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Sensors 2007, 7(6), 979-1000; doi:10.3390/s7060979

Full Research Paper
A Coupled Remote Sensing and Simplified Surface Energy Balance Approach to Estimate Actual Evapotranspiration from Irrigated Fields
1
SAIC/US Geological Survey EROS/Geographic Information Science Center of Excellence, South, Dakota State University, Sioux Falls, SD, USA
2
SAIC/US Geological Survey EROS, Sioux Falls, SD, USA
3
US Geological Survey EROS, Sioux Falls, SD, USA
4
Department of Environmental Studies, Florida International University, Miami, FL, USA
*
Author to whom correspondence should be addressed.
Received: 14 May 2007 / Accepted: 12 June 2007 / Published: 15 June 2007

Abstract

:
Accurate crop performance monitoring and production estimation are critical for timely assessment of the food balance of several countries in the world. Since 2001, the Famine Early Warning Systems Network (FEWS NET) has been monitoring crop performance and relative production using satellite-derived data and simulation models in Africa, Central America, and Afghanistan where ground-based monitoring is limited because of a scarcity of weather stations. The commonly used crop monitoring models are based on a crop water-balance algorithm with inputs from satellite-derived rainfall estimates. These models are useful to monitor rainfed agriculture, but they are ineffective for irrigated areas. This study focused on Afghanistan, where over 80 percent of agricultural production comes from irrigated lands. We developed and implemented a Simplified Surface Energy Balance (SSEB) model to monitor and assess the performance of irrigated agriculture in Afghanistan using a combination of 1-km thermal data and 250-m Normalized Difference Vegetation Index (NDVI) data, both from the Moderate Resolution Imaging Spectroradiometer (MODIS) sensor. We estimated seasonal actual evapotranspiration (ETa) over a period of six years (2000-2005) for two major irrigated river basins in Afghanistan, the Kabul and the Helmand, by analyzing up to 19 cloud-free thermal and NDVI images from each year. These seasonal ETa estimates were used as relative indicators of year-to-year production magnitude differences. The temporal water-use pattern of the two irrigated basins was indicative of the cropping patterns specific to each region. Our results were comparable to field reports and to estimates based on watershed-wide crop water-balance model results. For example, both methods found that the 2003 seasonal ETa was the highest of all six years. The method also captured water management scenarios where a unique year-to-year variability was identified in addition to water-use differences between upstream and downstream basins. A major advantage of the energy-balance approach is that it can be used to quantify spatial extent of irrigated fields and their water-use dynamics without reference to source of water as opposed to a water-balance model which requires knowledge of both the magnitude and temporal distribution of rainfall and irrigation applied to fields.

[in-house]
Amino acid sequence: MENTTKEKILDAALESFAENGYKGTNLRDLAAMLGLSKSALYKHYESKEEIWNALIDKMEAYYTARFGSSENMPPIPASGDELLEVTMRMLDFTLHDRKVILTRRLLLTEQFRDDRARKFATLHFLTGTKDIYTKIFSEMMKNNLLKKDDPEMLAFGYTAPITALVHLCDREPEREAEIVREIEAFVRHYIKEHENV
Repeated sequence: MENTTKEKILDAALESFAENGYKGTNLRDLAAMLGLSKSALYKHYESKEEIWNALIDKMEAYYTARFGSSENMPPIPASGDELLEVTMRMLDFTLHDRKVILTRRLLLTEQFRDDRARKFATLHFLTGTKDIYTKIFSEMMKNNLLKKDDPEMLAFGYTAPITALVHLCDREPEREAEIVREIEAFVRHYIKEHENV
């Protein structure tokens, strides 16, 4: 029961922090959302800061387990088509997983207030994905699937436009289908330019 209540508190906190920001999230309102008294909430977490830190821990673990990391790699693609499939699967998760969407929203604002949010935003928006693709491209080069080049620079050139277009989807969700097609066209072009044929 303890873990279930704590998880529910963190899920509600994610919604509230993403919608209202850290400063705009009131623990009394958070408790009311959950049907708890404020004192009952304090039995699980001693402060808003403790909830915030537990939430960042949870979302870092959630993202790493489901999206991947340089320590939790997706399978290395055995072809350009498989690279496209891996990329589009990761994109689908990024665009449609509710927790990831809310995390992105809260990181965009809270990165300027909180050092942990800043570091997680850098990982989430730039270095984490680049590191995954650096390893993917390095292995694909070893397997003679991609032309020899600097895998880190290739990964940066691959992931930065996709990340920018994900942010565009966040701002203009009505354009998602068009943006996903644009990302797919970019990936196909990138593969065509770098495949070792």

Keywords:
evapotranspiration; energy balance; SSEB; reference ET; irrigation

1. Introduction

As reconstruction efforts in Afghanistan continue, the need for an accounting of the country's water balance is necessary to address current and future water use scenarios. One aspect of the water balance equation involves an assessment of the water demands by irrigated agricultural lands. Since large and widely dispersed populations depend on rainfed and irrigated agriculture and pastoralism, large-area monitoring and forecasting are important inputs to such assessments. The Famine Early Warning Systems Network (FEWS NET), an activity funded by the United States Agency for International Development (USAID), employs a crop water-balance model (based on the water demand and supply at a given location) to monitor the performance of rainfed agriculture and forecast relative production before the end of the crop growing season. Although a crop water-balance approach is effective for monitoring rainfed agriculture [1, 2], irrigated agriculture is best monitored by other methods since the supply (water used for irrigation) is usually generated from upstream areas, which are distant from the demand location.
The surface energy balance method has been successfully applied by several researchers [3-6] to estimate crop water use in irrigated areas. Their approach requires solving the energy balance equation at the surface (Equation 1) where the actual evapotranspiration (ETa) is calculated as the residual of the difference between the net radiation to the surface and losses due to the sensible heat flux (energy used to heat the air) and ground heat flux (energy stored in the soil and vegetation).
LE = Rn G H
  • LE = Latent heat flux (energy consumed by evapotranspiration) (W/m2)